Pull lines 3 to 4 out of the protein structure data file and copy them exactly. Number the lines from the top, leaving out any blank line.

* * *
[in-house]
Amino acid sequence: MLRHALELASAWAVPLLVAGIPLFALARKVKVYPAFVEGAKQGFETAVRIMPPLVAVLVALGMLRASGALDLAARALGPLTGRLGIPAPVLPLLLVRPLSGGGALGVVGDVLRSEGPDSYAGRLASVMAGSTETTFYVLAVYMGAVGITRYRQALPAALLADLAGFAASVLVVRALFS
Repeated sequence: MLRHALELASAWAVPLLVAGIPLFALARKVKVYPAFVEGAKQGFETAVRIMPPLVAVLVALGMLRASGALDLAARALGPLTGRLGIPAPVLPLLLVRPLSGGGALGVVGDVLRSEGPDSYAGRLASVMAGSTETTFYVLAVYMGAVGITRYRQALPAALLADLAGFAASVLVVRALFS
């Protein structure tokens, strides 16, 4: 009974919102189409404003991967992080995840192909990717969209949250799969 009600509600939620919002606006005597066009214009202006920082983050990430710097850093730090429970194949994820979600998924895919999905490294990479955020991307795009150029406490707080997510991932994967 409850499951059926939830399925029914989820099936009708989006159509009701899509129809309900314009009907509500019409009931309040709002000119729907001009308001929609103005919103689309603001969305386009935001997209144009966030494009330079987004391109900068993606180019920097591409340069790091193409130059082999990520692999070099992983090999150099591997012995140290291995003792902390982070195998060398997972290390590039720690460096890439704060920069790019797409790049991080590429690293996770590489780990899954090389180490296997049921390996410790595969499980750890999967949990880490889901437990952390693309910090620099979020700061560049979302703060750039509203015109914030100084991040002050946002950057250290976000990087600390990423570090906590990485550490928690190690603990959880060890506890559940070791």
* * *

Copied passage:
Repeated sequence: MLRHALELASAWAVPLLVAGIPLFALARKVKVYPAFVEGAKQGFETAVRIMPPLVAVLVALGMLRASGALDLAARALGPLTGRLGIPAPVLPLLLVRPLSGGGALGVVGDVLRSEGPDSYAGRLASVMAGSTETTFYVLAVYMGAVGITRYRQALPAALLADLAGFAASVLVVRALFS
């Protein structure tokens, strides 16, 4: 009974919102189409404003991967992080995840192909990717969209949250799969 009600509600939620919002606006005597066009214009202006920082983050990430710097850093730090429970194949994820979600998924895919999905490294990479955020991307795009150029406490707080997510991932994967 409850499951059926939830399925029914989820099936009708989006159509009701899509129809309900314009009907509500019409009931309040709002000119729907001009308001929609103005919103689309603001969305386009935001997209144009966030494009330079987004391109900068993606180019920097591409340069790091193409130059082999990520692999070099992983090999150099591997012995140290291995003792902390982070195998060398997972290390590039720690460096890439704060920069790019797409790049991080590429690293996770590489780990899954090389180490296997049921390996410790595969499980750890999967949990880490889901437990952390693309910090620099979020700061560049979302703060750039509203015109914030100084991040002050946002950057250290976000990087600390990423570090906590990485550490928690190690603990959880060890506890559940070791």